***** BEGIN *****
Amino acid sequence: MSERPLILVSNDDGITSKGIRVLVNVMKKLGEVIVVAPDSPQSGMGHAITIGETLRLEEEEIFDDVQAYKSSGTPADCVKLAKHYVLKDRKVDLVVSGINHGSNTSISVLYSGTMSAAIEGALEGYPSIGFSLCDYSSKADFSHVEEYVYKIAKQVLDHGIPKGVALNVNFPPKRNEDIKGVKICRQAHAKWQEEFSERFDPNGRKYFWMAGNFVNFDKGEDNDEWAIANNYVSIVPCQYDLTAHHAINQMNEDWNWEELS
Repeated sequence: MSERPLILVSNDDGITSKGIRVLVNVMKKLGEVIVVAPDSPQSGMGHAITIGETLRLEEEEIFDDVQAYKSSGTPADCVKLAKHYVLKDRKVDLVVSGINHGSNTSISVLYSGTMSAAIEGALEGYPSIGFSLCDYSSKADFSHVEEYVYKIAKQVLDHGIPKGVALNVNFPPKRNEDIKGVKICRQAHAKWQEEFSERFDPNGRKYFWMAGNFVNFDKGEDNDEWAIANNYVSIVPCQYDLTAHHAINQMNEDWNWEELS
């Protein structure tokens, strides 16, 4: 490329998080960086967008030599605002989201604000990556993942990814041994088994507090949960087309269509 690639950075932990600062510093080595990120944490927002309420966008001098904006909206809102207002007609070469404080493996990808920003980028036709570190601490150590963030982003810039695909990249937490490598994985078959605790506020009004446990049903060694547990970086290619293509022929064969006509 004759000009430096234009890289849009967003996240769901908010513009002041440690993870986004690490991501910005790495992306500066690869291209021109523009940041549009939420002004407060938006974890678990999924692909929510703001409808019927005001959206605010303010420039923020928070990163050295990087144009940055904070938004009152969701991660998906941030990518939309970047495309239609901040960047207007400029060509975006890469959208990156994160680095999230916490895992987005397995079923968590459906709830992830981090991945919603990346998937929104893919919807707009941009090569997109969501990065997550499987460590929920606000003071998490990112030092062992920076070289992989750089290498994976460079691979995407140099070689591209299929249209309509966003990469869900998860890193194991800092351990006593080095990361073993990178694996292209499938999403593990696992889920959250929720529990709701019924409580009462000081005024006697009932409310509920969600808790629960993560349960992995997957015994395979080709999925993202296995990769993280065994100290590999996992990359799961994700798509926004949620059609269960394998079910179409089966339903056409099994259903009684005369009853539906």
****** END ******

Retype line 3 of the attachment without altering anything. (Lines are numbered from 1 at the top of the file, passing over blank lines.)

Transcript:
């Protein structure tokens, strides 16, 4: 490329998080960086967008030599605002989201604000990556993942990814041994088994507090949960087309269509 690639950075932990600062510093080595990120944490927002309420966008001098904006909206809102207002007609070469404080493996990808920003980028036709570190601490150590963030982003810039695909990249937490490598994985078959605790506020009004446990049903060694547990970086290619293509022929064969006509 004759000009430096234009890289849009967003996240769901908010513009002041440690993870986004690490991501910005790495992306500066690869291209021109523009940041549009939420002004407060938006974890678990999924692909929510703001409808019927005001959206605010303010420039923020928070990163050295990087144009940055904070938004009152969701991660998906941030990518939309970047495309239609901040960047207007400029060509975006890469959208990156994160680095999230916490895992987005397995079923968590459906709830992830981090991945919603990346998937929104893919919807707009941009090569997109969501990065997550499987460590929920606000003071998490990112030092062992920076070289992989750089290498994976460079691979995407140099070689591209299929249209309509966003990469869900998860890193194991800092351990006593080095990361073993990178694996292209499938999403593990696992889920959250929720529990709701019924409580009462000081005024006697009932409310509920969600808790629960993560349960992995997957015994395979080709999925993202296995990769993280065994100290590999996992990359799961994700798509926004949620059609269960394998079910179409089966339903056409099994259903009684005369009853539906």